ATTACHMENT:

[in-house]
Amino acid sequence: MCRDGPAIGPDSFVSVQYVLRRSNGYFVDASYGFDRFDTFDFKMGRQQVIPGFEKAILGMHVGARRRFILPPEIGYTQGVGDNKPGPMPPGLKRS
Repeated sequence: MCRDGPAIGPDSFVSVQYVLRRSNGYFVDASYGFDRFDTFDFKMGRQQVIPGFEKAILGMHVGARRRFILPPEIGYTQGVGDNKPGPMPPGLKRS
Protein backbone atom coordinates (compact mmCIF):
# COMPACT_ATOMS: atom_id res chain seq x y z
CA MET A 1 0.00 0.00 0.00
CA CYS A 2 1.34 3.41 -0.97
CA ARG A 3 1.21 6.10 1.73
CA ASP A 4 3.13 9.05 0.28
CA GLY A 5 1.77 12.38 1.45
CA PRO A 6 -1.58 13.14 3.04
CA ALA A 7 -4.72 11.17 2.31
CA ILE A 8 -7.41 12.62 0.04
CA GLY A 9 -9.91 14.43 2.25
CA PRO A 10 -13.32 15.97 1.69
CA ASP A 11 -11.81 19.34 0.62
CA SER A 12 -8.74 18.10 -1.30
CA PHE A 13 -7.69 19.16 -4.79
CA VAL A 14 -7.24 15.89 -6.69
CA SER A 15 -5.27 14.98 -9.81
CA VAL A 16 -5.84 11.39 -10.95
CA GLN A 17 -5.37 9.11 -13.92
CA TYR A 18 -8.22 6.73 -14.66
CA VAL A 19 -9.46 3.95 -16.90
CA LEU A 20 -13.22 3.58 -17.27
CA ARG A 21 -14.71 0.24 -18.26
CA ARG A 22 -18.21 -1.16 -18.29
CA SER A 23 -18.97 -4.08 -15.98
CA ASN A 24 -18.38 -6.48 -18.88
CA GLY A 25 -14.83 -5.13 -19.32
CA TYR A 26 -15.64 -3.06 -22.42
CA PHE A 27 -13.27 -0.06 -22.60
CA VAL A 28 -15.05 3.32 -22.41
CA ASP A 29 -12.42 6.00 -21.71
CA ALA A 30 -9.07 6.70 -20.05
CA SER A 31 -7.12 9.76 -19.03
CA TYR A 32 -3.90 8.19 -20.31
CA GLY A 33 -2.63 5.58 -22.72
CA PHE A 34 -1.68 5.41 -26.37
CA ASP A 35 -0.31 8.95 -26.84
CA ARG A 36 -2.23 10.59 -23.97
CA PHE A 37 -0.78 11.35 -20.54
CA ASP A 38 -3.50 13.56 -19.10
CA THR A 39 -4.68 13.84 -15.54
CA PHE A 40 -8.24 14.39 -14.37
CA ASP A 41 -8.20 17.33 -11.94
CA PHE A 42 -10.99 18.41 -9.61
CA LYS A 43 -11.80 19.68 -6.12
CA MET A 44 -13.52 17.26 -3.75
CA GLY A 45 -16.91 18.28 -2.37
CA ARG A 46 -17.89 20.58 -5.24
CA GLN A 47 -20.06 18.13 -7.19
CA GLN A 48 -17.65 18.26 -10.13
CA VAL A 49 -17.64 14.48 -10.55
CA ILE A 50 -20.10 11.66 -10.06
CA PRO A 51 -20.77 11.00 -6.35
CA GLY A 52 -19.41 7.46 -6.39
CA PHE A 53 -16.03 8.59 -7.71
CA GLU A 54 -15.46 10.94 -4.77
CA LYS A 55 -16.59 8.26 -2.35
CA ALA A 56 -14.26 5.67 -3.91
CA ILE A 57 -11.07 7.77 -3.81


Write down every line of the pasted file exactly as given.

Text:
[in-house]
Amino acid sequence: MCRDGPAIGPDSFVSVQYVLRRSNGYFVDASYGFDRFDTFDFKMGRQQVIPGFEKAILGMHVGARRRFILPPEIGYTQGVGDNKPGPMPPGLKRS
Repeated sequence: MCRDGPAIGPDSFVSVQYVLRRSNGYFVDASYGFDRFDTFDFKMGRQQVIPGFEKAILGMHVGARRRFILPPEIGYTQGVGDNKPGPMPPGLKRS
Protein backbone atom coordinates (compact mmCIF):
# COMPACT_ATOMS: atom_id res chain seq x y z
CA MET A 1 0.00 0.00 0.00
CA CYS A 2 1.34 3.41 -0.97
CA ARG A 3 1.21 6.10 1.73
CA ASP A 4 3.13 9.05 0.28
CA GLY A 5 1.77 12.38 1.45
CA PRO A 6 -1.58 13.14 3.04
CA ALA A 7 -4.72 11.17 2.31
CA ILE A 8 -7.41 12.62 0.04
CA GLY A 9 -9.91 14.43 2.25
CA PRO A 10 -13.32 15.97 1.69
CA ASP A 11 -11.81 19.34 0.62
CA SER A 12 -8.74 18.10 -1.30
CA PHE A 13 -7.69 19.16 -4.79
CA VAL A 14 -7.24 15.89 -6.69
CA SER A 15 -5.27 14.98 -9.81
CA VAL A 16 -5.84 11.39 -10.95
CA GLN A 17 -5.37 9.11 -13.92
CA TYR A 18 -8.22 6.73 -14.66
CA VAL A 19 -9.46 3.95 -16.90
CA LEU A 20 -13.22 3.58 -17.27
CA ARG A 21 -14.71 0.24 -18.26
CA ARG A 22 -18.21 -1.16 -18.29
CA SER A 23 -18.97 -4.08 -15.98
CA ASN A 24 -18.38 -6.48 -18.88
CA GLY A 25 -14.83 -5.13 -19.32
CA TYR A 26 -15.64 -3.06 -22.42
CA PHE A 27 -13.27 -0.06 -22.60
CA VAL A 28 -15.05 3.32 -22.41
CA ASP A 29 -12.42 6.00 -21.71
CA ALA A 30 -9.07 6.70 -20.05
CA SER A 31 -7.12 9.76 -19.03
CA TYR A 32 -3.90 8.19 -20.31
CA GLY A 33 -2.63 5.58 -22.72
CA PHE A 34 -1.68 5.41 -26.37
CA ASP A 35 -0.31 8.95 -26.84
CA ARG A 36 -2.23 10.59 -23.97
CA PHE A 37 -0.78 11.35 -20.54
CA ASP A 38 -3.50 13.56 -19.10
CA THR A 39 -4.68 13.84 -15.54
CA PHE A 40 -8.24 14.39 -14.37
CA ASP A 41 -8.20 17.33 -11.94
CA PHE A 42 -10.99 18.41 -9.61
CA LYS A 43 -11.80 19.68 -6.12
CA MET A 44 -13.52 17.26 -3.75
CA GLY A 45 -16.91 18.28 -2.37
CA ARG A 46 -17.89 20.58 -5.24
CA GLN A 47 -20.06 18.13 -7.19
CA GLN A 48 -17.65 18.26 -10.13
CA VAL A 49 -17.64 14.48 -10.55
CA ILE A 50 -20.10 11.66 -10.06
CA PRO A 51 -20.77 11.00 -6.35
CA GLY A 52 -19.41 7.46 -6.39
CA PHE A 53 -16.03 8.59 -7.71
CA GLU A 54 -15.46 10.94 -4.77
CA LYS A 55 -16.59 8.26 -2.35
CA ALA A 56 -14.26 5.67 -3.91
CA ILE A 57 -11.07 7.77 -3.81